Irish exports are expanding at unprecedented levels. The traditional reliance on the United Kingdom and other nearby European markets for export revenues is fast becoming part of our history. Companies in Ireland have grasped the export opportunity and are venturing into high payment risk markets with considerable success.

The professional credit manager has played a key role in this export expansion. As the risk of delayed or payment default increases with new market development the credit manager must apply credit risk management techniques not peculiar to the domestic Irish market. The Documentary Credit remains the cornerstone secure payment product providing assurance of payment and a means of finance for the higher risk markets currently being explored. Why, you may ask?

First, the Documentary Credit provides the credit manager in an exporting company with a bank undertaking of payment, even before goods are shipped. Second, if there is concern about payment from a foreign bank or due to some political uncertainty, then the credit manager can insist on a confirmed Documentary Credit. Confirmation provides an additional undertaking of payment from a local Irish bank. Third, payment will be made provided documents are presented as specified in the Credit. Should a contractual dispute arise with the buyer, the exporter will still be paid for correct documents presented. Fourth, a Documentary Credit allows the credit manager to grant extended credit terms to a buyer while at the same gain access to off-balance sheet finance, often at preferential rates of interest.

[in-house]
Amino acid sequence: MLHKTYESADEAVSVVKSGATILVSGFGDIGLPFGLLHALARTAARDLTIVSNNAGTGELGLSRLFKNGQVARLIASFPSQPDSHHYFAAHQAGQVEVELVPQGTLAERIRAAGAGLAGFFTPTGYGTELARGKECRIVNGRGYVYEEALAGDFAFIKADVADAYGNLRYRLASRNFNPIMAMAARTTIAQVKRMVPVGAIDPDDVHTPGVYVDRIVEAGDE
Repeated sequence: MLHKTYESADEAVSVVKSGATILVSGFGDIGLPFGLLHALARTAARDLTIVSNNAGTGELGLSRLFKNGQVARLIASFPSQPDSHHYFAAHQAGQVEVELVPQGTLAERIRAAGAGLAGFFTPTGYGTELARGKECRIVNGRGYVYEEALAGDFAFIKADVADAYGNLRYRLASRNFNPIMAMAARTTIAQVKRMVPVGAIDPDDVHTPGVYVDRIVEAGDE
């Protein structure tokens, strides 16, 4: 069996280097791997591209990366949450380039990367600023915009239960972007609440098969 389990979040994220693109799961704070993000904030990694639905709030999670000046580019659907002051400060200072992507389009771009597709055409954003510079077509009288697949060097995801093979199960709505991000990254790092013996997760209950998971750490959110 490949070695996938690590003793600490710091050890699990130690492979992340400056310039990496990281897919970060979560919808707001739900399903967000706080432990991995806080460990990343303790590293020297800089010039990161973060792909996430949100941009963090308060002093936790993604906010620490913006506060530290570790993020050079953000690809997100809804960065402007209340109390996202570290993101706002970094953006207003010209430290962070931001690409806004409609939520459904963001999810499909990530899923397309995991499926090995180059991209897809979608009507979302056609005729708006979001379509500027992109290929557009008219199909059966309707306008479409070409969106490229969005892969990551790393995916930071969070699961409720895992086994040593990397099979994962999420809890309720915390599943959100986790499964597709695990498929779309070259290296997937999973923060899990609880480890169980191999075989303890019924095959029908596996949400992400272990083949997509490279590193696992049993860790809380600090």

The use of Documentary Credits also provides the buyer or importer with significant benefits. The importer can increase control of delivery dates by specifying a latest shipment date in the Credit. The importer can specify presentation of specific documents, such as inspection certificates which verify the quality of the merchandise, a valuable feature when dealing with a new supplier. Finally, the importer can be confident that payment will not be made unless documents are presented which evidence that goods have been shipped on time as ordered.

Sounds too good to be true. Perhaps it is. The positive features illustrated are indeed attributable to the Documentary Credit but it is a matter of commercial fact that Documentary Credits are cumbersome and prone to difficulty in administration and management. For the larger exporter dealing in significant levels of Credits it is possible through training to develop in-house procedures which streamline the process. However, even in times of export expansion most export credit managers find they are only involved in shipments to high risk markets requiring Documentary Credits on an occasional basis. Statistics from banks indicate that somewhere between 60% and 70% of documents presented to banks do not comply on first presentation. When documents do not comply it is unfortunate that the key benefit of a Documentary Credit, the bank undertaking of payment is relinquished. In most cases the exporter still gets paid, but delay is common and until payment is finally received the exporter faces the worry of the the full commercial, bank and country risk, the avoidance of which was the main reason for using a Documentary Credit in the first place.

However, developments in the marketplace point to a bright future for the Documentary Credit as a secure payment and finance instrument, though perhaps not in it’s traditional form. For instance, the use of the Standby Documentary Credit, a slimmed down default version of the traditional Documentary Credit, originally developed in the United States is evolving as a powerful instrument to secure the risk of default in cross border trade. The introduction of ISP98 by the Institute of International Banking Law & Practice as the standard rules for Standby Credits and their endorsement by the International Chamber of Commerce has greatly enhanced the status of the Standby Credit as an international credit management tool. Credit managers must be familiar with ISP98 as their incorporation into a one page Standby Credit can provide the credit manager with a highly effective and independent credit management and payment default solution.

Vincent O’Brien